Priced at £6750.00, the N10 is serious bit of kit, housed in 2 boxes – the main head unit (including the hard drive) and the power supply are separated from one another. Don’t make the mistake of thinking that the N10 is just an N100 with a separate power supply, the N10 head unit is a lot heavier using solid aluminum side cheeks and there are many internal differences – it is a completely different machine.
The N10 uses the same architecture and chipset as the N1Z models. The power supply is suitably heavy as well – you wouldn’t want to drop either of the boxes on your foot! Case construction is all focused on rigidity and isolation to maximise performance. With having the power supply in another box you completely remove any risk of noise pollution in the delicate audio circuits of the head unit. Connection between the 2 is a simple neutrik cable.
Connectivity is pretty extensive given there is not as much back panel real estate to play with compared to the Classic N1 Melco models. As always there are 2 Ethernet ports – one labelled LAN to connect to your network (for streaming Tidal/Qobuz when connected to a DAC, control, metadata retrieval and software updates). The other Ethernet port is labelled PLAYER. This is needed if you are using the Melco with a UPnP network player like a Linn or Naim for example. You connect your network player to the Player port and the LAN port to your network, isolating your player from the noisy network and further improving sound quality. This connection from the PLAYER port to the network player is direct, it is not a common dataswitch. By doing this are no lost packets of data to deal with and no change to packet order either – resulting much better sound quality from your network player.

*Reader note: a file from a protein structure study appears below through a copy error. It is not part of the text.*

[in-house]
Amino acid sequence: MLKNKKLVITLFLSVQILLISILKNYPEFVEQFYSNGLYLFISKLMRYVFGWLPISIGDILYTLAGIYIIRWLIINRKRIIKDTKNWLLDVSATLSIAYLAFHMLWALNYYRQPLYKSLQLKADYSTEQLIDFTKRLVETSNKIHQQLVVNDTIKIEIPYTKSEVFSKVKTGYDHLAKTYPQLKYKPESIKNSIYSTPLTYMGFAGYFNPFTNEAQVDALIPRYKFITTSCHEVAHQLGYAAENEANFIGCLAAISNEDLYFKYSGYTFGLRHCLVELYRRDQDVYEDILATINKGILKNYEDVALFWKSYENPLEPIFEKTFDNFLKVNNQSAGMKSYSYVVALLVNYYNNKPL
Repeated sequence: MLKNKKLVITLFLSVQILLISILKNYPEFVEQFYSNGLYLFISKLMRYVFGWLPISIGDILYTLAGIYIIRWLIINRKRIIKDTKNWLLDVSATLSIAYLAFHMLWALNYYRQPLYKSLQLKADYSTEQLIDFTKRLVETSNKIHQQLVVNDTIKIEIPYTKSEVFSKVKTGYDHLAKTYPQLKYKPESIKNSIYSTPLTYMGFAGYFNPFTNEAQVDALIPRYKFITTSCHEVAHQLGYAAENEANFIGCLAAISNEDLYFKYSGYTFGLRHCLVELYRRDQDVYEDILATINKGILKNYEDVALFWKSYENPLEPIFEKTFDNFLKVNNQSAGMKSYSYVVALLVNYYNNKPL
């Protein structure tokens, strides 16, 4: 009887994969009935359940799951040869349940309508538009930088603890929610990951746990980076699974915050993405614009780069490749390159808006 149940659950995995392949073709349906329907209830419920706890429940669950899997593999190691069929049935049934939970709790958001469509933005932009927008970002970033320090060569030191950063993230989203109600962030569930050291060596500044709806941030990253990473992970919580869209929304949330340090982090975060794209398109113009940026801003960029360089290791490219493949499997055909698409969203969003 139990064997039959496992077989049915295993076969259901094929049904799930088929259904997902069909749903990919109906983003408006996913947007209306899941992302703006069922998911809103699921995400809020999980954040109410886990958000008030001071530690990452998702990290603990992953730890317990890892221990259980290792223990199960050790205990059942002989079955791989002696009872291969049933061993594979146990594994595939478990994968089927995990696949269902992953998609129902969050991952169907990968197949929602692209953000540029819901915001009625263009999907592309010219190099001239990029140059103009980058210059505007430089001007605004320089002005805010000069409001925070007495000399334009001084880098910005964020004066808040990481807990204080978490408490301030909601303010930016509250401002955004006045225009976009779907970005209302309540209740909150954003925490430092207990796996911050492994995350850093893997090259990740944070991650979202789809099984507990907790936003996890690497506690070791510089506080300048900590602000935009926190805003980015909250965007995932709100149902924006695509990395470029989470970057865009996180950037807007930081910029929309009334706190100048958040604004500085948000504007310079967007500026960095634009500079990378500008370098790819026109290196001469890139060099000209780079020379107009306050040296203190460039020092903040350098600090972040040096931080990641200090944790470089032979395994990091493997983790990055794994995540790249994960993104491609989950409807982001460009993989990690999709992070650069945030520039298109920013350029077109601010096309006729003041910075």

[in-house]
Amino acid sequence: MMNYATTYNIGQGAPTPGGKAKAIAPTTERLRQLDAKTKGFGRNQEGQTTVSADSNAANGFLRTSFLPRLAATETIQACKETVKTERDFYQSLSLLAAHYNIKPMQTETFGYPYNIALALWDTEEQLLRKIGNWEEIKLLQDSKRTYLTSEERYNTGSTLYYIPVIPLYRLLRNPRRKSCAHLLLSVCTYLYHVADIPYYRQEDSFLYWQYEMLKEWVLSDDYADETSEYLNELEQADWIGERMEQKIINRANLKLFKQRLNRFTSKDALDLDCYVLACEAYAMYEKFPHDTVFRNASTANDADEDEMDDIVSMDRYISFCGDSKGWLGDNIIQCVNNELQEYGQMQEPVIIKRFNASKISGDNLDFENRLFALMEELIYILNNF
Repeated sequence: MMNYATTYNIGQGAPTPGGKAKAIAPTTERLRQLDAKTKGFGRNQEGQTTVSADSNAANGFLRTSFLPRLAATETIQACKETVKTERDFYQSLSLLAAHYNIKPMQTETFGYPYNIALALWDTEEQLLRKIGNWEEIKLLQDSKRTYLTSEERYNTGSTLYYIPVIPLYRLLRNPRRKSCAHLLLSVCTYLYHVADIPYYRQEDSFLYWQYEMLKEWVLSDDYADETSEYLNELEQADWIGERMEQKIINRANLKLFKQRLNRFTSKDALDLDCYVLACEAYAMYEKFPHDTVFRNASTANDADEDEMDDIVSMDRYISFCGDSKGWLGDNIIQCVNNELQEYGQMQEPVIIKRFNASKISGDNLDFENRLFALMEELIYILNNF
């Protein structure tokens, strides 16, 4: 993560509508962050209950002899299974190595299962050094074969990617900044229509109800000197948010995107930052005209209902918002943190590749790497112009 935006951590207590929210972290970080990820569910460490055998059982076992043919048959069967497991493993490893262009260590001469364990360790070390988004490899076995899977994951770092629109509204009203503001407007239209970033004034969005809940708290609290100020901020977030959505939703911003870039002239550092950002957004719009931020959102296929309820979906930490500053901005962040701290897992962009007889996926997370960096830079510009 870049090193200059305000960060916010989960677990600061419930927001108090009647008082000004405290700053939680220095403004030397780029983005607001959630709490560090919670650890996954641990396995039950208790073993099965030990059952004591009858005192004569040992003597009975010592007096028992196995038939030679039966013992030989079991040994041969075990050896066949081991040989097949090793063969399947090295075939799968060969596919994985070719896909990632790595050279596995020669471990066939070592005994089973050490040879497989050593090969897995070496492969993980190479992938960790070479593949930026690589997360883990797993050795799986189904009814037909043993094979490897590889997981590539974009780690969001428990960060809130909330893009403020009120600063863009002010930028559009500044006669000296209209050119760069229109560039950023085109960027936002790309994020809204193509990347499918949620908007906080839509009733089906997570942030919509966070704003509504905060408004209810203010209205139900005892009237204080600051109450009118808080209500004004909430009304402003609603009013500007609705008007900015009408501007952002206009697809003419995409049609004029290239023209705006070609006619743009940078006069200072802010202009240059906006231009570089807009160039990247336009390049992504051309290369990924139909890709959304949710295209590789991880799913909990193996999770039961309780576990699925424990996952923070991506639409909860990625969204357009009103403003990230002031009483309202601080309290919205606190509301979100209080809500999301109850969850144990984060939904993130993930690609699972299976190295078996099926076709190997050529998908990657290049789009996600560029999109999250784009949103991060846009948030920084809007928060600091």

There is also a USB socket on the front panel, this can be used for importing from USB drives or an optical drive as well – you could even use a DAC connected to the front.
Set up, as always, with Melco is nice and easy, no computer is required to get up and running.
Once the N10 was ready to go I imported a selection of albums I always use for demonstrations, along with a couple of curve-ball albums/tracks so I could compare the N10 to the N1ZH/2 and the N1ZS/2 using the same music along with the stuff I’m less familiar with.
I’ve documented the differences between the N1ZH/2 and the N1ZS/2 before in a previous blog post. The N1ZH/2 is a fantastic bit of kit, it sounds detailed, dynamic and is a brilliant digital transport. The N1ZS/2 simply gives you a lot more of everything, it sounds much more transparent, natural, refined and paints a much bigger picture than the N1ZH/2. In a good system the difference is always pretty obvious from the moment music is playing and once you’ve heard an N1ZS/2 there’s no going back. Of course, that is not to take anything away for the N1ZH/2, after all it is the most popular Melco machine we sell.
The N10 is interesting in that it sits right between the 2 models in terms of price-points. The N1ZH/2 is £4750, the N1ZS/2 is £8750 and the N10 is £6750.00 so in performance terms it should sit right between the 2 models.
The albums that I selected to listen to were –
Leonard Cohen – Ten New Songs (CD rip)
Nils Frahm – All Melody (CD rip)
GoGo Penguin – A Humdrum Star (CD rip)
King Creosote & Jon Hopkins – Diamond Mine (CD rip)